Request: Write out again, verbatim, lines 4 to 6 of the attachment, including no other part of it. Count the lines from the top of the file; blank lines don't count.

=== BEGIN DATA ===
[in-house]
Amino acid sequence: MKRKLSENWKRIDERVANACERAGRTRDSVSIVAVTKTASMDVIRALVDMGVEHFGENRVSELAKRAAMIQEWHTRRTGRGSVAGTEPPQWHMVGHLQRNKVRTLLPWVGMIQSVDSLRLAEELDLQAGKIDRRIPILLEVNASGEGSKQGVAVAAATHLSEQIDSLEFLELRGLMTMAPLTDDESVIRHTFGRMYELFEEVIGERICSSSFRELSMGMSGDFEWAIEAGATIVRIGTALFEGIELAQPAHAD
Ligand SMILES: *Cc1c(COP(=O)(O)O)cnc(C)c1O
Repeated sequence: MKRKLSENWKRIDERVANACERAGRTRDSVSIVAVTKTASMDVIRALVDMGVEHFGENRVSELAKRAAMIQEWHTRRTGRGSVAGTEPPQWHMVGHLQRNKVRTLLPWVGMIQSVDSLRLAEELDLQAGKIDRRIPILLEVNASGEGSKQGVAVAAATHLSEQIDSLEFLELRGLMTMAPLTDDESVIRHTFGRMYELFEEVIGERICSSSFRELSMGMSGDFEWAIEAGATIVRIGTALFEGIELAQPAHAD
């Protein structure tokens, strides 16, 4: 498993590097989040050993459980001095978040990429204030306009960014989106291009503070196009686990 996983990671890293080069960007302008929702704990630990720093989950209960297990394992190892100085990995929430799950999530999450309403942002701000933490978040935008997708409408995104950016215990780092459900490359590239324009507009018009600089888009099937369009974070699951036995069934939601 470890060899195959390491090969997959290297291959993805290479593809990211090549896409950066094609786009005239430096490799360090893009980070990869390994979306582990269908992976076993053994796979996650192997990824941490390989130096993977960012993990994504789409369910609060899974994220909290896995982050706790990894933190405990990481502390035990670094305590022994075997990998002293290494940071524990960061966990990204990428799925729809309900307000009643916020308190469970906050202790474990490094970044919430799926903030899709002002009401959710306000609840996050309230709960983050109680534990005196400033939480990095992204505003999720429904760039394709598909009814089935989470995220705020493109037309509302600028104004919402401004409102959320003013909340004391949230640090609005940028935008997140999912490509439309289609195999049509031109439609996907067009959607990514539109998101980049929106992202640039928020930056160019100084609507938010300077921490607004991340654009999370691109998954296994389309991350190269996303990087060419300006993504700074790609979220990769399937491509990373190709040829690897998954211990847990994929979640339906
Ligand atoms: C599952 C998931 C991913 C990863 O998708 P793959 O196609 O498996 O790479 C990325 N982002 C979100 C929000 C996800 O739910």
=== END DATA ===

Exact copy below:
Repeated sequence: MKRKLSENWKRIDERVANACERAGRTRDSVSIVAVTKTASMDVIRALVDMGVEHFGENRVSELAKRAAMIQEWHTRRTGRGSVAGTEPPQWHMVGHLQRNKVRTLLPWVGMIQSVDSLRLAEELDLQAGKIDRRIPILLEVNASGEGSKQGVAVAAATHLSEQIDSLEFLELRGLMTMAPLTDDESVIRHTFGRMYELFEEVIGERICSSSFRELSMGMSGDFEWAIEAGATIVRIGTALFEGIELAQPAHAD
């Protein structure tokens, strides 16, 4: 498993590097989040050993459980001095978040990429204030306009960014989106291009503070196009686990 996983990671890293080069960007302008929702704990630990720093989950209960297990394992190892100085990995929430799950999530999450309403942002701000933490978040935008997708409408995104950016215990780092459900490359590239324009507009018009600089888009099937369009974070699951036995069934939601 470890060899195959390491090969997959290297291959993805290479593809990211090549896409950066094609786009005239430096490799360090893009980070990869390994979306582990269908992976076993053994796979996650192997990824941490390989130096993977960012993990994504789409369910609060899974994220909290896995982050706790990894933190405990990481502390035990670094305590022994075997990998002293290494940071524990960061966990990204990428799925729809309900307000009643916020308190469970906050202790474990490094970044919430799926903030899709002002009401959710306000609840996050309230709960983050109680534990005196400033939480990095992204505003999720429904760039394709598909009814089935989470995220705020493109037309509302600028104004919402401004409102959320003013909340004391949230640090609005940028935008997140999912490509439309289609195999049509031109439609996907067009959607990514539109998101980049929106992202640039928020930056160019100084609507938010300077921490607004991340654009999370691109998954296994389309991350190269996303990087060419300006993504700074790609979220990769399937491509990373190709040829690897998954211990847990994929979640339906
Ligand atoms: C599952 C998931 C991913 C990863 O998708 P793959 O196609 O498996 O790479 C990325 N982002 C979100 C929000 C996800 O739910």